Our 5 top tips for creating a culture of learning and development
Improving employee engagement, retention and boosting the skills available within your business – three great reasons why a strong learning and development strategy should be a high priority for SMEs.
But all too often, sitting down to set up a new strategy can be seen as a time-consuming task.
So, we’ve put together five top tips to help you get started…
1. Ask your people
Learning isn’t a ‘one size fits all’ task – we all learn at different speeds and in different ways. So, a great starting point is asking your employees what learning and development opportunities will work for them.
While you can’t promise to include every idea, this feedback will be invaluable in understanding the training needs and development desires within your business.
2. Consider a range of topics
Many learning and development strategies focus more heavily on generic training topics. But to make sure yours adds real value to your business, it should really include a wide range of topics designed to be helpful to all roles, and at all levels. Examples include executive coaching, technical skills such as coding, as well as soft skills that help your employees work well together.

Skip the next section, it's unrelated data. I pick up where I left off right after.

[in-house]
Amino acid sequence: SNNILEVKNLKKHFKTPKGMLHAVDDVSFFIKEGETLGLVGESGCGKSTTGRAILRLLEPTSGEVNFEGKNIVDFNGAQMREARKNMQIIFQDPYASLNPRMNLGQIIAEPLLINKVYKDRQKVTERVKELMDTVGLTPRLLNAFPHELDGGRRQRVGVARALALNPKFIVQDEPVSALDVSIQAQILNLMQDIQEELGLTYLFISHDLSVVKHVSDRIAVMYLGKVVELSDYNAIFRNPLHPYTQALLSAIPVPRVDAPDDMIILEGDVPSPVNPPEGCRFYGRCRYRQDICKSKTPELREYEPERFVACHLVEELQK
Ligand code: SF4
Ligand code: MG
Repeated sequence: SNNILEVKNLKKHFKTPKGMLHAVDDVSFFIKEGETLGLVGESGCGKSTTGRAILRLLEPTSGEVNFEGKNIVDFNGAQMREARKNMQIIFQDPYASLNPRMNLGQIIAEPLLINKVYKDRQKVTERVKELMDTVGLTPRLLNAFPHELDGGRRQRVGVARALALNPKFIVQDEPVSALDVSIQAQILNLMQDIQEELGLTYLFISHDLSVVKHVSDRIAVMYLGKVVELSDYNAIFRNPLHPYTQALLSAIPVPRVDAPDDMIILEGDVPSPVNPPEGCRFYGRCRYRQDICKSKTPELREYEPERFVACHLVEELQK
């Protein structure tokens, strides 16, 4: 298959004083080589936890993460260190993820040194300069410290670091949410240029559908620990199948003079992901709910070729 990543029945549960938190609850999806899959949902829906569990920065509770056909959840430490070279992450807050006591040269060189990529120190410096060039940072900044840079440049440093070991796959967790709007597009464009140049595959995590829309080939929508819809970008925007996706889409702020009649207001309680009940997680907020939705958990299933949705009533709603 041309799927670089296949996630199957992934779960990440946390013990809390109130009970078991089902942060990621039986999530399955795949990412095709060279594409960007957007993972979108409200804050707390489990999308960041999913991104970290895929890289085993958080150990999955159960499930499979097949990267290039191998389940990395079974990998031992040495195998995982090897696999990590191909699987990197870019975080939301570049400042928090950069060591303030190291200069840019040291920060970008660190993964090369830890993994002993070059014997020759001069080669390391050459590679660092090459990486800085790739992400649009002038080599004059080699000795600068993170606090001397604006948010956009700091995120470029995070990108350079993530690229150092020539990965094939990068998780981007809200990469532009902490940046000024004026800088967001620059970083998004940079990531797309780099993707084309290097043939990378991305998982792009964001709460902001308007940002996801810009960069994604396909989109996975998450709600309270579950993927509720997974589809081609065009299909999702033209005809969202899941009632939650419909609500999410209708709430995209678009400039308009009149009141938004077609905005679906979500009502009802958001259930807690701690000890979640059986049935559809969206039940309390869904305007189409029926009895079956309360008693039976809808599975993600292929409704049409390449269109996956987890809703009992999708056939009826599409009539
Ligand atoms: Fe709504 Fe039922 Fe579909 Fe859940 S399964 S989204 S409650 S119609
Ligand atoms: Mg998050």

3. Include a mix of methods
From professional qualifications and development programmes, to mentoring and e-learning, there are lots of ways to learn in 2020. And you want to make sure your strategy offers a decent mix of methods that will satisfy a range of different learning styles. For example, mentoring may be useful to an employee looking to boost their design skills, while classroom training may be most beneficial to someone looking to learn how to code.
4. Make learning a business priority
Documenting a strategy is one thing but finding ways for your business to live and breathe learning and development is quite another. Consider building in learning hours to the work week to make it the norm – ‘lunch and learn’ sessions are a great way to engage your people in this. Dedicating a learning and development budget, either per head or per team, will also help to show that your business is committed to the future of your employees.
5. Evaluate progress
Taking the time to understand how well your strategy is working is essential. This can be achieved both formally through reporting, and more informally by celebrating your employees’ successful course completions and asking them to share their learnings with the rest of their team.
We’re sharing a free guide to creating a strong learning and development strategy that will truly help your people to thrive.